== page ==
Over the past few years, hundreds of people have died in climate change-related natural disasters all over the world and experts say it will only keep getting worse if measures are not taken.
From summer of fire and record floods to freak frosts and locust invasions, experts say man-made climate change is wreaking havoc on the world's weather.
But what does that have to do with web development?
Should you as a web developer do anything, apart from putting your PC/Mac to sleep, when you leave it for lunch?
Well, it's relevant for everyone, but it's important for web developers, because we develop websites for the internet — that currently consumes 416.2TWh annually.
That's more energy than the entire UK!
According to Website Carbon :
The average web page tested produces 1.76 grams CO2 per page view. For a website with 10,000 monthly page views, that's 211 kg CO2 per year.
When you think of the major industries contributing to those emissions, few suspects that come to mind are energy, aviation, agriculture etc. But you will be surprised that global internet usage contributes to ~3% of global carbon emissions which is equivalent to carbon emissions of the entire aviation industry.
Did you know we need to cut by 60% of our net global emissions by 2060 to stabilize the climate and prevent catastrophic effects from global climate change? And that’s a conservative estimate.
Let's have a look at some of the things we can easily do:
- Choose a green hosting provider
To know whether you are using green hosting provider or not, you can visit The Green Web Foundation
If your website is green, you receive a flair!
- Choose a green CDN
For CDN's, almost the same principles apply, as when choosing a hosting provider.
You shouldn't have to worry about the location of the CDN, as most of them have locations all over the world, and thus will place your data close to it's core user base.
- Prevent battery-drain
- Reduce network-traffic
The most important thing you can do to lower your website carbon emissions, is by reducing the network-traffic on your site.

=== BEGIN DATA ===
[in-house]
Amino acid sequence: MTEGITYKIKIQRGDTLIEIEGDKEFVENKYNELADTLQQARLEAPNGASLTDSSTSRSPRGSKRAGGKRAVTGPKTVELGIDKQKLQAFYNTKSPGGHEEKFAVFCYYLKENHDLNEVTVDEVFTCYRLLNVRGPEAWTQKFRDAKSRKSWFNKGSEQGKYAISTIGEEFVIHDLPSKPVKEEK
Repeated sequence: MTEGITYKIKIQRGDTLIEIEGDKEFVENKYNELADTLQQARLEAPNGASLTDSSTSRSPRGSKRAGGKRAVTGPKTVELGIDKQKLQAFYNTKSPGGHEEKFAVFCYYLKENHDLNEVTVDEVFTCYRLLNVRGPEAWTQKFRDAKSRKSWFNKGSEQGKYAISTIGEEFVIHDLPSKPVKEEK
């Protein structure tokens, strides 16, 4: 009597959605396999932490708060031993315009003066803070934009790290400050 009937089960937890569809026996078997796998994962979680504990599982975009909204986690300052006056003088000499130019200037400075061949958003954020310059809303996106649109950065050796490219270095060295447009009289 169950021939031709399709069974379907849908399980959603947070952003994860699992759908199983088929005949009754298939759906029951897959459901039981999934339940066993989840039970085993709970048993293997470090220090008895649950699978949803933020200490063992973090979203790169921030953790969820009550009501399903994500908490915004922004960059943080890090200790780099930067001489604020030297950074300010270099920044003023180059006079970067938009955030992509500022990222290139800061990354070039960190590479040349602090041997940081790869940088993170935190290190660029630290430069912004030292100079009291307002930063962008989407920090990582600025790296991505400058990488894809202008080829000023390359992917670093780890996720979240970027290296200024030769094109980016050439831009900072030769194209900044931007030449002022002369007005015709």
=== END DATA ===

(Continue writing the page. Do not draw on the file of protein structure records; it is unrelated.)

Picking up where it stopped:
Some of the implementations that we can do are use of lazy loading images, responsive images correctly, lazy loading videos, do not auto play videos, caching strategies.
- Simplify the user-journey
I think everyone have tried to look for "shipping cost" on an ecommerce-site, and, not being able to find any relevant information, added an item to the basket.
With _still _no info on "shipping-cost", I've personally then filled out dummy contact-details until I _finally _reached a page with the calculated shipping-cost — which were then too high, and I abandoned the site!
I've no idea what the carbon emission footprint is for all these sites with miserable user-journeys, but I assume it's a lot!
So, focus on simplifying the user journey and provide insights and information as easily as possible!
The web can be sustainable, and in making it sustainable, we can ensure that its treasures are available and accessible to all, now and into the future. The web is the largest, publicly-accessible library we have ever known. It’s worth asking ourselves — what can we do to make sure that it lasts, for generations to come?
- Test your own website at websitecarbon.com
- Sustainablewebdesign.org is a fantastic resource, with detailed strategies you can employ as a designer, developer, or company leader.
- A Book Apart has a whole book on it!
Thanks for reading!
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